The Fantastic Fetal Sleeping Position—A Friend To Overeaters

“I slept like a baby!”

Really? You must have been in the fantastic fetal sleeping position for most of the night. You were turned to your side and had your legs tucked up, maybe even as far as up to your chest.

Some mattress-selling sites seem to be under the delusion that there are significant numbers of people who sleep in other ways, like on their stomach, back, or however. There aren’t. Most people roll around in bed in many sleeping positions. A favorite for most of the night is the fetal sleeping position. It’s favored by 47 percent of people, according to the Better Sleep Council. That leaves a sliver at most who prefer and stay in the other positions.

In addition to overeaters, it’s great for snuggling couples too. It’s so common that it has its own word: spooning.

It helps you compensate for eating too much

Perhaps someone who eats far more than that they need thinks their best friend is some food, at least on some level. That pizza, dessert, burger, and fries, or whatever is satisfying on many levels, at least temporarily.

If it’s a friend, all that greasy food is a dysfunctional friend. Together you’re no good for each other.

The true friend is the (fantastic) fetal sleeping position. Like any good friend, it helps you cope. In this case, it helps you cope with life and all that food.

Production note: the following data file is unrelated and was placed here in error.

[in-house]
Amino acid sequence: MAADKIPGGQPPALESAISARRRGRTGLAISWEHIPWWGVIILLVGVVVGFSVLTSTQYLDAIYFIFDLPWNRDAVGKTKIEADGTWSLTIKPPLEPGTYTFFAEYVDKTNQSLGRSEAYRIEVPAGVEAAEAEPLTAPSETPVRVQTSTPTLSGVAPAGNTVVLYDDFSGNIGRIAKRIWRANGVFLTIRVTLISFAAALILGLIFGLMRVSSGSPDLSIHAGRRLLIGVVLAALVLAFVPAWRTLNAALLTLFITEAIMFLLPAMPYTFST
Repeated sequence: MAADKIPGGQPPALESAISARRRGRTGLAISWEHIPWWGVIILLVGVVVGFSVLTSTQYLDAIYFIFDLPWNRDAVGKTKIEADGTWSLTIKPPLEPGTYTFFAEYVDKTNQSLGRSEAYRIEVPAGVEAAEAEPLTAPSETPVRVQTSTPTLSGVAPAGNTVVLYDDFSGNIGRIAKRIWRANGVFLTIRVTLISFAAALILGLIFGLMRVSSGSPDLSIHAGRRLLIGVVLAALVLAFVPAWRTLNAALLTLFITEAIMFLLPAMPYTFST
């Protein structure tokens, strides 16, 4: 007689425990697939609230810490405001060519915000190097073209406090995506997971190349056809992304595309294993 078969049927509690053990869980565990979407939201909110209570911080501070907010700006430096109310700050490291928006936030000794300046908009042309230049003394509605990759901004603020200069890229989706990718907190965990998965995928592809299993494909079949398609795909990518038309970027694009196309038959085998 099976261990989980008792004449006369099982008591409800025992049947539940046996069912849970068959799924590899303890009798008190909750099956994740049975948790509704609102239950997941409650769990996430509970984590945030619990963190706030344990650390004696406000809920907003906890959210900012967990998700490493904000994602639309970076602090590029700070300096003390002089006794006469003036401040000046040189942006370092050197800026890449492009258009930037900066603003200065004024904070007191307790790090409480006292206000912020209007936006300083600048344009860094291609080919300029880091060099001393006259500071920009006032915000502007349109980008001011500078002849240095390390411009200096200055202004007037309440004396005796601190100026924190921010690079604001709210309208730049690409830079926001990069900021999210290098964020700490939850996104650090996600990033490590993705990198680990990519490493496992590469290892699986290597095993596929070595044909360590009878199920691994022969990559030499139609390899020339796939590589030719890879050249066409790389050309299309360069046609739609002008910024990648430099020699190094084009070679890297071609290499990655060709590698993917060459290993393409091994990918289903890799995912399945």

The fetal sleeping position is when you curl up on your side, sort of like a baby in the womb, though maybe not with your legs tucked up so far.

You can call the fetal sleeping position “laying on your side.”

You can call it the “lateral recumbent position” or “lateral decubitus position.”

Also, “side sleeping.”

All of those phrases try to describe the same thing.

Why it’s a friend to bedtime overeaters is that by laying on the left side, if anything is regurgitated, it won’t go back into the trachea. Anatomically, the top of the food pathway into the stomach is right next to the windpipe, the tube that leads to the lungs. So when stomach contents bubble up (and they usually will, which is why you don’t want to overeat before bed), the food bolus can then try to find its way into your lungs. “Try” is the operative word. Usually, the epiglottis slams shut, and the overeater starts coughing, waking him or her up. It can be very uncomfortable and cause the person to miss sleep.

If the coughing reflex and the epiglottis slamming shut don’t stop the food, a condition called aspiration pneumonia can occur.

This automatic maneuver by the body can succeed without waking you up if the quantity of food is small. However, when a larger quantity of food makes it past the epiglottis, it’s far more likely that you wake up coughing and hacking.

Fantastic, the fetal sleeping position is, but laying in that position for the night can only help you so much. Help it help you by avoiding overeating at bedtime.

Further reading:

Acid Reflux? How to Win at Eating and Sleeping

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